Posted in 21st century republicanism and socialism, éirígí, Commemorations, Economy and workers' resistance, General revolutionary history, Irish politics today, James Connolly, Partition, Political education and theory, Public events - Ireland, Revolutionary figures, The road to the Easter Rising, Trade unions
by Philip Ferguson
Free State taoiseach Enda Kenny’s reaction to the public sector workers’ rejection of Croke Park 2 has been to declare that workers in this sector, by their vote, have stripped themselves of protection from redundancies. In effect, on April 24 he was saying that public sector workers, no matter how they voted or how the bulk of people in the 26-counties see things, had to accept either pay cuts or redundancies.
Welcome to all capitalism has on offer to workers in Ireland, either side of the British state’s border.
Meanwhile the latest Red C / Sunday Business Post poll, the results of which appeared in last Sunday’s SBP (April 28), indicate that less than a third (30%) of respondents support cuts to public sector pay, while 56% of respondents said the government should accept the position of the unions following their rejection of Croke Park 2. Just over two-thirds of people also thought that if there was any spare funds in the system these should be used to reduce taxes on working people.
The rejection of Croke Park 2 seems to have caught both government parties, Fine Gael and Labour, on the hop. Labour’s Brendan Howlin, responsible for public expenditure, had already compiled budget figures based on acceptance of the deal; namely, €300 million of pay cuts. On RTE radio’s This Week on April 28 Labour junior minister Alan Kelly reiterated that, while there was Read the rest of this entry →
Posted in 21st century republicanism and socialism, éirígí, Economy and workers' resistance, Independent Workers Union, Irish politics today, IRSP, James Connolly, Jim Larkin, Political education and theory, Provos - then and now, Republican Network for Unity, six counties, Social conditions, Trade unions, twenty-six counties
I’ve added my rejoinder to Rayner’s rejoinder to me. Scroll down from Rayner’s piece at: http://theirishrevolution.wordpress.com/2013/04/24/socialism-and-irish-republicanism-an-exchange-of-views-d-r-oconnor-lysaght-and-philip-ferguson/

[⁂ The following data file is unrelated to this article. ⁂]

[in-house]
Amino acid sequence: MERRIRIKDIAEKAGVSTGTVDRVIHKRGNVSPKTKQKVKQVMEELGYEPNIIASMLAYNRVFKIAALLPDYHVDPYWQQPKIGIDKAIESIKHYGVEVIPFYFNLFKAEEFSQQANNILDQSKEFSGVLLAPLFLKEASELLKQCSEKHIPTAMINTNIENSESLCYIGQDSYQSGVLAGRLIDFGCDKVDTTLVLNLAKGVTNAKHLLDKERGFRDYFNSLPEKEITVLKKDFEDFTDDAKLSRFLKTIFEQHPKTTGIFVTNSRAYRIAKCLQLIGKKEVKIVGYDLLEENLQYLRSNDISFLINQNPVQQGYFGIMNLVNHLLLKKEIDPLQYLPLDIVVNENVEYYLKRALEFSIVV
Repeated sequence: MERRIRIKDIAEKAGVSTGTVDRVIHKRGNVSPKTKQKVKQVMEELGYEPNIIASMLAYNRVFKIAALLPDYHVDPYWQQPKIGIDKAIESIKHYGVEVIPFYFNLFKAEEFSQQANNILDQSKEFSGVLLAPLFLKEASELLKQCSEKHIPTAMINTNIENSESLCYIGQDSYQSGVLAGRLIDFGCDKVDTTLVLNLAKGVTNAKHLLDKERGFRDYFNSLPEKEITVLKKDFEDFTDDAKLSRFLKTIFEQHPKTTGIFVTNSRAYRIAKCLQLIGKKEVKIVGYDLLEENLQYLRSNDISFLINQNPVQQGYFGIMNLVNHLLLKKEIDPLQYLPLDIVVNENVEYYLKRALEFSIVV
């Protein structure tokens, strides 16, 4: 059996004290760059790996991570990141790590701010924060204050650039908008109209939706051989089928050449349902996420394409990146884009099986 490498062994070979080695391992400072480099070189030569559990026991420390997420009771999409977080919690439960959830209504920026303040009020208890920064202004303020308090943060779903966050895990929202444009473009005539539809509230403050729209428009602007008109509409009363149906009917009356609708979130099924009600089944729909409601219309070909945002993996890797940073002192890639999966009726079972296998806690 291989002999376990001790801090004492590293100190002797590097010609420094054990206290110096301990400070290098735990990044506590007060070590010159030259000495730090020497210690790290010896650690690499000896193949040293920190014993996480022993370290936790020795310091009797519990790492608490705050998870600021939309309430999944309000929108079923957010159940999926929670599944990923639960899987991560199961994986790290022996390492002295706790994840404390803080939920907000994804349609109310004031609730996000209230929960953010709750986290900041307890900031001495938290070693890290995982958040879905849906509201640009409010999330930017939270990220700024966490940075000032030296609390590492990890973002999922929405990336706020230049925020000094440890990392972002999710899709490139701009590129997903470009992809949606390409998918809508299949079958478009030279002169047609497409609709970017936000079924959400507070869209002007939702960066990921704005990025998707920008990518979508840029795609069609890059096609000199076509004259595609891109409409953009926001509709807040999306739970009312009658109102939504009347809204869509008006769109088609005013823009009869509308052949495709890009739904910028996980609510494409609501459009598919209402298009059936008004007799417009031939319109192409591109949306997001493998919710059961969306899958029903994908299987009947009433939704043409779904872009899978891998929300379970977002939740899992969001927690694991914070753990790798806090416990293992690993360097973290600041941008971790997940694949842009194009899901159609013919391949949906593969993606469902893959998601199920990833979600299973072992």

Posted in About and Blog News
The interview below with Liam Sutcliffe, an IRA activist in the 1950s and 1960s and a leading figure in Saor Eire, was conducted and filmed by irish revolution contributor Mick Healy; Bas Ó Curraoin did the editing and added photos and music. There’s a point in the interview about Liam Walsh’s death and whether it was 1970 or 1971; it was in October, 1970 (he died in a premature explosion).
We’ve also been working on doing an interview with Frank Keane, who was O/C Dublin Brigade during part of the 1960s and a founding leader of Saor Eire.
Posted in 21st century republicanism and socialism, éirígí, Border Campaign/Operation Harvest, British state repression (general), General revolutionary history, Historiography and historical texts, Interviews, Irish politics today, Officials, Partition, Political education and theory, Provos - then and now, Repression and resistance in 1970s and 1980s, Republicanism post-1900, Revolutionary figures, Social conditions
There were several noteworthy features of Gerry Adams’ appearance on Prime Time on Monday night. Miriam O’Callaghan seemed somewhat out of her depth with a very in-form Adams. It was interesting, however, that she agreed that the nationalist population in the north had been on the receiving end of substantial violence. There was, after all, a time – a long time – when RTE simply ignored the repression of the nationalist community. Of course, it’s now safe for the official southern broadcaster to have its personnel agree that what the northern nationalist community was subjected to for so long was horrendous.
Adams seemed more confident than he was a year or two back when under attack for his role in things like the disappearance of killing of Jean McConville. In fact, for much of the interview he appeared rather statesmanlike, putting O’Callaghan in her place, namely on the back foot.
His continued absurd denial that he was ever in the IRA, which simply makes him look dodgy, was accompanied this time, however, by an attack on Brendan Hughes and Dolours Price. Both had, in their last years, identified Adams as not simply being Belfast O/C but being specifically responsible for a number of actions including the disappearance and killing of McConville. He accused both comrades Hughes and Price of lying about Read the rest of this entry →
About 80 angry members of Newbridge Credit Union protested outside the office last Friday morning 26th April to demand a meeting with the Board of Directors and the special manager. People also protested against fees arising from the appointment of Luke Charleton.
Charleton of Ernst & Young was appointed to run Newbridge Credit Union in January 2012. Since he was appointed to the Credit Union his fees have exceed 2 million Euro. Charletion will also receive an additional sum of almost 144,000 Euro to cover fees and expenses for 12 weeks to April 7th last. A local éirígí spokesperson said the sums are enormous from the point of view of a credit union with small depositors.
“Next Friday we will hand a letter into the special manager to request his and the Board of Directors presence at a meeting to be held in the Keadeen Hotel on Friday, May 10 at 8pm,” said organiser Jason Turner of local political party Tuas Nua, a group formed out of the departure of a number of Kildare members of Sinn Fein. “The credit union belongs to the members. An AGM could not be held for the past two years as the reserve was not there and we want to know why the reserve wasn’t there? There are rumours out there about lending to property developers but the credit union is not a [commercial ] bank. The ball is in their court and I expect them to turn up. . .”